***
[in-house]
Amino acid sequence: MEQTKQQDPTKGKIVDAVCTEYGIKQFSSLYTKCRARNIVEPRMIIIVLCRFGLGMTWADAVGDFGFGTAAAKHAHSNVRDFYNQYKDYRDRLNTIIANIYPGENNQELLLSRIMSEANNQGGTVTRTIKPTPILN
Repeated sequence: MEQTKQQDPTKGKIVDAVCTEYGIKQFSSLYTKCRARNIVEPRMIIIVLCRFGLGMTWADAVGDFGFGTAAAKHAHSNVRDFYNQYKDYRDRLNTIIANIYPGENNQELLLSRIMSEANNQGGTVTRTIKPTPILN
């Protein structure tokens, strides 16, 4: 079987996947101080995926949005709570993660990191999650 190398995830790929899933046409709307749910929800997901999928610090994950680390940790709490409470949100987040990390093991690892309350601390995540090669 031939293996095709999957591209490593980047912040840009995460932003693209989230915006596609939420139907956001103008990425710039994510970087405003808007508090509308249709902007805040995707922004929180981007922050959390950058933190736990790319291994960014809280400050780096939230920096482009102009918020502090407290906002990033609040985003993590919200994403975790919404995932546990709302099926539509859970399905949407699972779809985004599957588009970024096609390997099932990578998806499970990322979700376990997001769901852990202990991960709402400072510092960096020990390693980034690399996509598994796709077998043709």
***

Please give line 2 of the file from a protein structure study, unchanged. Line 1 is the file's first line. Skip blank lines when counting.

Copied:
Amino acid sequence: MEQTKQQDPTKGKIVDAVCTEYGIKQFSSLYTKCRARNIVEPRMIIIVLCRFGLGMTWADAVGDFGFGTAAAKHAHSNVRDFYNQYKDYRDRLNTIIANIYPGENNQELLLSRIMSEANNQGGTVTRTIKPTPILN